War in Ukraine: Why has Russia targeted Chernobyl?
France 24

Russian forces have disconnected the Chernobyl nuclear plant from the grid, prompting fears over radiation leaks.

Ukraine's state-run nuclear company Energoatom has said radioactive substances could be released into the air if power is not restored. However, the fix required has been impossible due to ongoing fighting.

"They need constant cooling. Which is possible only if there is electricity. If it is not there, the pumps will not cool. As a result, the temperature in the holding pools will increase," the agency said.

"After that evaporation will occur, that will lead to nuclear discharge. The wind can transfer the radioactive cloud to other regions of Ukraine, Belarus, Russia and Europe. In addition, there is no ventilation inside the facility.

"All personnel there will receive a dangerous dose of radiation. The fire extinguishing system also does not work, and this is a huge risk of fire caused by shelling. The fight still goes on making it impossible to carry out repairs and restore power."

Dmytro Kuleba, Ukraine's foreign minister, confirmed the only grid supplying Chernobyl had been damaged, resulting in the plant losing "all electric supply".

"I call on the international community to urgently demand Russia to cease fire and allow repair units to restore power supply," he tweeted.

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"Reserve diesel generators have a 48-hour capacity to power the Chernobyl NPP. After that, cooling systems of the storage facility for spent nuclear fuel will stop, making radiation leaks imminent. Putin's barbaric war puts entire Europe in danger. He must stop it immediately!"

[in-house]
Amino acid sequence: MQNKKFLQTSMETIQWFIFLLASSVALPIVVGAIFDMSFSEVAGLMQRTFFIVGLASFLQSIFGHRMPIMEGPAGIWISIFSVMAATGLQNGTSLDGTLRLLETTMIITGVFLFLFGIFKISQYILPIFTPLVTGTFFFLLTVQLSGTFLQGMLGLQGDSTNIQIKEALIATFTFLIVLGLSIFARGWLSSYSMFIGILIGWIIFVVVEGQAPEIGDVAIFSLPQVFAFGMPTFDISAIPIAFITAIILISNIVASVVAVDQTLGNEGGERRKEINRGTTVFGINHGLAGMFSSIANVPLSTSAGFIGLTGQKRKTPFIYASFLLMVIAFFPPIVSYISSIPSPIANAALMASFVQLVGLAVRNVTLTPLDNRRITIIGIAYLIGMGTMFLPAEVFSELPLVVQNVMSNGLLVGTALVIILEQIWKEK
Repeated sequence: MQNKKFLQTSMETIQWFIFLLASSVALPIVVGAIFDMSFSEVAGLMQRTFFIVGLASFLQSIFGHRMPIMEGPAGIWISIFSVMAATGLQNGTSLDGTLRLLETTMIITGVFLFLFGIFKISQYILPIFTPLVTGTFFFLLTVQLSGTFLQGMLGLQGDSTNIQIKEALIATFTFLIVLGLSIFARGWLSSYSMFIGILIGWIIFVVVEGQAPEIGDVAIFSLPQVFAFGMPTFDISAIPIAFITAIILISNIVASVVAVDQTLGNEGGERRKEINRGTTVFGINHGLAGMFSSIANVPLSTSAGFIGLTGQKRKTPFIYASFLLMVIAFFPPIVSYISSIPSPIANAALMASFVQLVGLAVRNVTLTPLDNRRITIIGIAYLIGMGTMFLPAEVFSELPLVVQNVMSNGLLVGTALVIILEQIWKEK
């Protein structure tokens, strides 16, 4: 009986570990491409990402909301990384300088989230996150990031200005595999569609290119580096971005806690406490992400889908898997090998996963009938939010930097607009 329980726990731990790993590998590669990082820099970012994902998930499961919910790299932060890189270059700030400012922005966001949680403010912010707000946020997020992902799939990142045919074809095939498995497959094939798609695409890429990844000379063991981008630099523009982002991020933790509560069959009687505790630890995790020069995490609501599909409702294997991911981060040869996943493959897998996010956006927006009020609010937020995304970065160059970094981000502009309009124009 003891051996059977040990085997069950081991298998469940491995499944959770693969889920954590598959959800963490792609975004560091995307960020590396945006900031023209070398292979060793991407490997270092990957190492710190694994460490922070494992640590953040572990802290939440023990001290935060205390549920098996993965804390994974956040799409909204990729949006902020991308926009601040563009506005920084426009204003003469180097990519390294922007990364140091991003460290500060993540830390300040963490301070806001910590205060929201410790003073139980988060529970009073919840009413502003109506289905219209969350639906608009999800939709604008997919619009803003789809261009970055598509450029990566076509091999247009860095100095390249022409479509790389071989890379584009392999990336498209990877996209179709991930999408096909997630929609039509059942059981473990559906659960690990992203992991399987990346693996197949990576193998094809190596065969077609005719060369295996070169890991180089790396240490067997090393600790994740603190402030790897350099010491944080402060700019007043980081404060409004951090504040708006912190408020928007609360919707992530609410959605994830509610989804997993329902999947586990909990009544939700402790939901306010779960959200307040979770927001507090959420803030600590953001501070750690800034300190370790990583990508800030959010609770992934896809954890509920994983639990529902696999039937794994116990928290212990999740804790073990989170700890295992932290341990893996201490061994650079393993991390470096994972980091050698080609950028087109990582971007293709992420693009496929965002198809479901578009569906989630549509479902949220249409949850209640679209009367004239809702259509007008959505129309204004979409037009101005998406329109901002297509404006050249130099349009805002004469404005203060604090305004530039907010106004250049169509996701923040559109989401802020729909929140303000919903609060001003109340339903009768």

Considered the worst nuclear disaster in history, Chernobyl's fourth reactor exploded in April 1986 during a flawed safety test. It resulted in clouds of radiation spreading across much of Europe, not to mention the considerable cost and casualties.

Two Chernobyl plant workers died on the night, along with a further 28 who suffered from acute radiation syndrome. However, many believe the horrifying true figure is in the thousands.

But what would happen if there were to be a second Chernobyl explosion?

"If there were a second hydrothermal explosion, a water-gas shift chemical reaction could have converted water into hydrogen—very dangerous in certain quantities—that a substantial portion of structural and remaining reactor material could have been torn up," one research fellow speculated.

In the very unlikely scenario that all four reactors exploded simultaneously, it would resort to chaos.

Not only in terms of the fallout but ecologically and politically – and radioactive would have completely reshaped life over central and Eastern Europe virtually overnight.

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